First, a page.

There are two main types of trenchless sewer repair, pipe lining and pipe bursting. Pipe lining involves cleaning the existing pipe, then lining it with an epoxy liner that hardens as it cures. Pipe bursting involves breaking the existing pipe outward and installing a new pipe in its place. Both processes require less excavation than traditional replacement methods, making them an attractive alternative for buildings in urban areas or for homes with expensive landscaping.

In many cases, pipe lining and pipe bursting are great alternatives to trenching, but neither are miracle solutions, they require significant expertise and special equipment. A seasoned pro can help avoid most problems, but even the pros don’t always know what is underground until it is exposed, so there can be unexpected costs and the work might take longer than expected.

Unexpected costs

As with any major plumbing project, trenchless sewer repair can result in unexpected costs. Pipe lining and pipe bursting processes are more complicated than digging a trench and a lot can go wrong. A skilled professional can navigate any issues that come up, but major surprises can delay the project or, at worst, trenching may be needed anyway. To reduce risk, be sure the line is thoroughly inspected before work begins.

Requires significant expertise and special equipment

Trenchless sewer repair requires a skilled professional with the proper equipment. It is not a DIY job and inexperienced contractors can cause more harm than good. Branch lines need to be located, exposed, and reconnected. In some cases, lines need to be cut and relocated. Choosing an experienced professional is the best way to reduce risks, since they will know what the best process and materials are for different kinds of pipes and soils.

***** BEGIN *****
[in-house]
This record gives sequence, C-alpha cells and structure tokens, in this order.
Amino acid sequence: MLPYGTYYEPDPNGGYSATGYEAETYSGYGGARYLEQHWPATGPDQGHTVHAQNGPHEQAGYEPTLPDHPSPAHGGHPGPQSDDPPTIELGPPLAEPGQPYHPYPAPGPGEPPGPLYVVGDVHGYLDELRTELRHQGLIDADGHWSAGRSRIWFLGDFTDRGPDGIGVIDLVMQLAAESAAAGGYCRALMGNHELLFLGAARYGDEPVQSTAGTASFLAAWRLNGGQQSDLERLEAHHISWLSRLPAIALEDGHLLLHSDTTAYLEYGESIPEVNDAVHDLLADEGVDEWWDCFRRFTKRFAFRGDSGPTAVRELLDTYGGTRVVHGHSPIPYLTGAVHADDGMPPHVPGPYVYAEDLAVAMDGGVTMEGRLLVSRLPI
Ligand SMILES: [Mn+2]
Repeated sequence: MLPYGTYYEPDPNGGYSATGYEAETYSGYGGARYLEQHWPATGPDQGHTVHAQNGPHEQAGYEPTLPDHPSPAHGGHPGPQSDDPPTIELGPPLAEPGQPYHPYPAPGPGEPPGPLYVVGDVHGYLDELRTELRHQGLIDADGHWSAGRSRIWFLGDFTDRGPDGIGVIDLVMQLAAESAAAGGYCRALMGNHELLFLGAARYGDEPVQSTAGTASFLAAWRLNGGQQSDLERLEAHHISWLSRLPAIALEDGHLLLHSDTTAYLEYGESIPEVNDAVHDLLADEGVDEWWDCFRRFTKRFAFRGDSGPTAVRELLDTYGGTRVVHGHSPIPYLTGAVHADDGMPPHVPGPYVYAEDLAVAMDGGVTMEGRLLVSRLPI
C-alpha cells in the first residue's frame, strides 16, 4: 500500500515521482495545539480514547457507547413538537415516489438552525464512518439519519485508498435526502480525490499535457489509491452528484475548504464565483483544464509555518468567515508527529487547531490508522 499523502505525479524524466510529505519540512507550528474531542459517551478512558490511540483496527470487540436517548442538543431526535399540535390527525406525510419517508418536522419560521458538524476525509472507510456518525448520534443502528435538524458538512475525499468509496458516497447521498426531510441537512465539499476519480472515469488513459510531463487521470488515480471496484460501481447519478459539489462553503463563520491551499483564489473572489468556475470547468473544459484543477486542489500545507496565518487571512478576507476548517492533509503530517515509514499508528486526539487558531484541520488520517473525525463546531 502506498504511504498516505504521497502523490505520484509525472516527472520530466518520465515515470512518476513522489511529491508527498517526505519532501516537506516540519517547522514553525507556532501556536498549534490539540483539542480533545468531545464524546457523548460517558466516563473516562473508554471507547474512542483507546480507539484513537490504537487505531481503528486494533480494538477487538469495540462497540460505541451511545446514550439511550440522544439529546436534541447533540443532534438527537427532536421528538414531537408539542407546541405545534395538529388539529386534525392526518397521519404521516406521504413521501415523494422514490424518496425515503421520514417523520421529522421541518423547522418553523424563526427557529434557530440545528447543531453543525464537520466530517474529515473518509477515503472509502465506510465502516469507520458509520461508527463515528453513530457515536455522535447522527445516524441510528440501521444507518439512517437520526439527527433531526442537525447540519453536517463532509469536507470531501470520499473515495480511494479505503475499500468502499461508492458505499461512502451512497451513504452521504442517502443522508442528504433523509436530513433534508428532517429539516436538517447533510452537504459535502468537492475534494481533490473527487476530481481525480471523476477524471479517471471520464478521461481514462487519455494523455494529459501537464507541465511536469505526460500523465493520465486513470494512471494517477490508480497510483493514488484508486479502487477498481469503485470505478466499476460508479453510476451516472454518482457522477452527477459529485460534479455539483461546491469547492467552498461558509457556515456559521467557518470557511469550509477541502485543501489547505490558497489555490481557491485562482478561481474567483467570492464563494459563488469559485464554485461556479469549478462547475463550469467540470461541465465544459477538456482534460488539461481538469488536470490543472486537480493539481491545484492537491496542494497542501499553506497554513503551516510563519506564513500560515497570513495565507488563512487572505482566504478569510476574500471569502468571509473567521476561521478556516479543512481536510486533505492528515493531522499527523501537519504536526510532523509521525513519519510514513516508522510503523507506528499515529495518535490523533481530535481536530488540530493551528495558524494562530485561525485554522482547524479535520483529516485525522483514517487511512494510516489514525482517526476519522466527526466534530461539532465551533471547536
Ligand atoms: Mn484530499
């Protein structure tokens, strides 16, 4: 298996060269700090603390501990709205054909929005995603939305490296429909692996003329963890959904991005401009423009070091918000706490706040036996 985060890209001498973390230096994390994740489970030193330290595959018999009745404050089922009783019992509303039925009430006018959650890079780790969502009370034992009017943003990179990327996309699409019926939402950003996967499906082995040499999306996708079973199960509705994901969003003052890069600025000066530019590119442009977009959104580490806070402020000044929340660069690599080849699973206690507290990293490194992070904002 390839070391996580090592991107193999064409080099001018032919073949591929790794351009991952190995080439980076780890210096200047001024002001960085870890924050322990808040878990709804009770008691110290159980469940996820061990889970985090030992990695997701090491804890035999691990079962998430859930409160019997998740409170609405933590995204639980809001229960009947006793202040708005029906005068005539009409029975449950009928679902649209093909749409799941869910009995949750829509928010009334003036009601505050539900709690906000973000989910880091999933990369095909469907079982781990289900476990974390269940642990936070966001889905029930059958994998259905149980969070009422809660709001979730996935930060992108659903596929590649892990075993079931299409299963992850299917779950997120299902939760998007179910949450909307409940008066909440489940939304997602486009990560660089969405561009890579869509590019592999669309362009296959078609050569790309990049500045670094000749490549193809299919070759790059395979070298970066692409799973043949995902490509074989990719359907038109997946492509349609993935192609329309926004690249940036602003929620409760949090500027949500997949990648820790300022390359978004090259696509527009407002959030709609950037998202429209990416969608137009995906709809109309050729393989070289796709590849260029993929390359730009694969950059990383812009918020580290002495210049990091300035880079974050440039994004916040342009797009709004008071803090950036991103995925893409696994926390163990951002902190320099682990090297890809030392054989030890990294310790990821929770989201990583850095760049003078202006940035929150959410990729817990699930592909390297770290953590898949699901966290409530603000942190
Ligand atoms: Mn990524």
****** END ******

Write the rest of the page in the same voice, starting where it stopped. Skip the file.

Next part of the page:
Not a miracle solution

Trenchless sewer repair can solve a lot of problems, but not all of them. Older sewer pipes may not be installed at the proper pitch and some soils are more forgiving than others. Correcting a line’s pitch will require trenching. Pipe lining cannot fix some problems such as broken lines or offset joints, while obstructions such as concrete will stop the pipe bursting head in its tracks.

Can damage other utilities

Utility lines are often located near sewer and water pipes. If utility lines are too close, pipe bursting can damage them. Bursting or lining also requires some excavation and careless digging can damage buried water, gas, electrical, or cable lines. Most utilities can be located before digging begins, but there is always a risk of hitting something unexpected, especially in dense urban areas or on properties with prior DIY repairs, like renovations and upgrades.

Special codes and permits

Pipe lining and pipe bursting require less excavation, but construction permits and building codes still apply. Most municipalities have specific guidelines for contractors and require permits for any work under streets and sidewalks. Like any sewer project, inspections of the work are required and everything must be up to code. Also, some sanitary district authorities do not approve pipe lining since they cannot fix all problems and generally have a shorter use life than new pipes.

Before beginning any major plumbing project, be sure to do a little homework about the potential risks and research any alternatives. Trenchless sewer replacement is not a DIY project. Look for an experienced contractor in your area who can help navigate issues as they come up and knows how to meet permit requirements and codes so inspections go smoothly. Pipe bursting and pipe lining are good solutions if you are looking to avoid trenching, but they can’t fix everything. A proper inspection can identify any issues before work begins. Remember, even the pros run into surprises and there can be unexpected costs or other utilities that need to be carefully avoided.